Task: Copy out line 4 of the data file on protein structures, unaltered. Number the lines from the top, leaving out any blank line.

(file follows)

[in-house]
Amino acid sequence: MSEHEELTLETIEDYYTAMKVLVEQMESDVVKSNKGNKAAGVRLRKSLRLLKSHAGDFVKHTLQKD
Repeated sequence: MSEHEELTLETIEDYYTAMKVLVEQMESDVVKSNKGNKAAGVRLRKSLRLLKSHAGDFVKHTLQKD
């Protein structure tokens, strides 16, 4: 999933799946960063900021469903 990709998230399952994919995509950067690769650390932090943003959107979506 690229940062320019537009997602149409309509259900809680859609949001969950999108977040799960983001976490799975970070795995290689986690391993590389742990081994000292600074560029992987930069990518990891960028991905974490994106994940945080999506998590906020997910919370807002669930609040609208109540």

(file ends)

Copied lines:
């Protein structure tokens, strides 16, 4: 999933799946960063900021469903 990709998230399952994919995509950067690769650390932090943003959107979506 690229940062320019537009997602149409309509259900809680859609949001969950999108977040799960983001976490799975970070795995290689986690391993590389742990081994000292600074560029992987930069990518990891960028991905974490994106994940945080999506998590906020997910919370807002669930609040609208109540």